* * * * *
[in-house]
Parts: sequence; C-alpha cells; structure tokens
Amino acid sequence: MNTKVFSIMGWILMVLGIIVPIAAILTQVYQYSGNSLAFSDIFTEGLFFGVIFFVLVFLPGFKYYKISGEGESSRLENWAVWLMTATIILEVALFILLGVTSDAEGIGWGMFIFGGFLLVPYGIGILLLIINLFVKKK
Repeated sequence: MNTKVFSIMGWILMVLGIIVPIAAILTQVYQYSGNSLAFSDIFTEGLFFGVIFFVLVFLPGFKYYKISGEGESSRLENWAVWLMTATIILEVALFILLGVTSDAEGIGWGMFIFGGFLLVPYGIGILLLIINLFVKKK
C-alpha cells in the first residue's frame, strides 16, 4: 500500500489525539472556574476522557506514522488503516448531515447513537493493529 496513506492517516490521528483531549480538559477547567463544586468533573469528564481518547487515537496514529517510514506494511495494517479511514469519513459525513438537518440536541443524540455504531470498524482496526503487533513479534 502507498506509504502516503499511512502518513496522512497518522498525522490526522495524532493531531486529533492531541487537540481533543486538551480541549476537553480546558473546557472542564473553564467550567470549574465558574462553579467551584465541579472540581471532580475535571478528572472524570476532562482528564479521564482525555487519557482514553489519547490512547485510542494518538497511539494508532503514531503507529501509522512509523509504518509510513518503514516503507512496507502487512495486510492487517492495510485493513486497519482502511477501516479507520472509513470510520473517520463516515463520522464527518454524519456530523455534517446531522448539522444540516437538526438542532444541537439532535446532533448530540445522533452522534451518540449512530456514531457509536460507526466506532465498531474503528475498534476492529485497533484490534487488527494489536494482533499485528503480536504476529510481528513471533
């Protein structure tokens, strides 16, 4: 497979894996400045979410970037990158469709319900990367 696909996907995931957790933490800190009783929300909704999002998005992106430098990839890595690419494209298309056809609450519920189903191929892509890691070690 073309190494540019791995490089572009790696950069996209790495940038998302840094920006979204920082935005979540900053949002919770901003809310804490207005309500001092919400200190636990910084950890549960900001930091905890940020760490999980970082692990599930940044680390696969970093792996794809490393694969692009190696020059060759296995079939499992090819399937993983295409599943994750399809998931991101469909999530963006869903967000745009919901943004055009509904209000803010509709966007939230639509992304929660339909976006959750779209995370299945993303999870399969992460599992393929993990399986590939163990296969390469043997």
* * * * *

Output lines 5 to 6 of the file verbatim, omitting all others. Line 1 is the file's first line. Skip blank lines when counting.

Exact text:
C-alpha cells in the first residue's frame, strides 16, 4: 500500500489525539472556574476522557506514522488503516448531515447513537493493529 496513506492517516490521528483531549480538559477547567463544586468533573469528564481518547487515537496514529517510514506494511495494517479511514469519513459525513438537518440536541443524540455504531470498524482496526503487533513479534 502507498506509504502516503499511512502518513496522512497518522498525522490526522495524532493531531486529533492531541487537540481533543486538551480541549476537553480546558473546557472542564473553564467550567470549574465558574462553579467551584465541579472540581471532580475535571478528572472524570476532562482528564479521564482525555487519557482514553489519547490512547485510542494518538497511539494508532503514531503507529501509522512509523509504518509510513518503514516503507512496507502487512495486510492487517492495510485493513486497519482502511477501516479507520472509513470510520473517520463516515463520522464527518454524519456530523455534517446531522448539522444540516437538526438542532444541537439532535446532533448530540445522533452522534451518540449512530456514531457509536460507526466506532465498531474503528475498534476492529485497533484490534487488527494489536494482533499485528503480536504476529510481528513471533
């Protein structure tokens, strides 16, 4: 497979894996400045979410970037990158469709319900990367 696909996907995931957790933490800190009783929300909704999002998005992106430098990839890595690419494209298309056809609450519920189903191929892509890691070690 073309190494540019791995490089572009790696950069996209790495940038998302840094920006979204920082935005979540900053949002919770901003809310804490207005309500001092919400200190636990910084950890549960900001930091905890940020760490999980970082692990599930940044680390696969970093792996794809490393694969692009190696020059060759296995079939499992090819399937993983295409599943994750399809998931991101469909999530963006869903967000745009919901943004055009509904209000803010509709966007939230639509992304929660339909976006959750779209995370299945993303999870399969992460599992393929993990399986590939163990296969390469043997």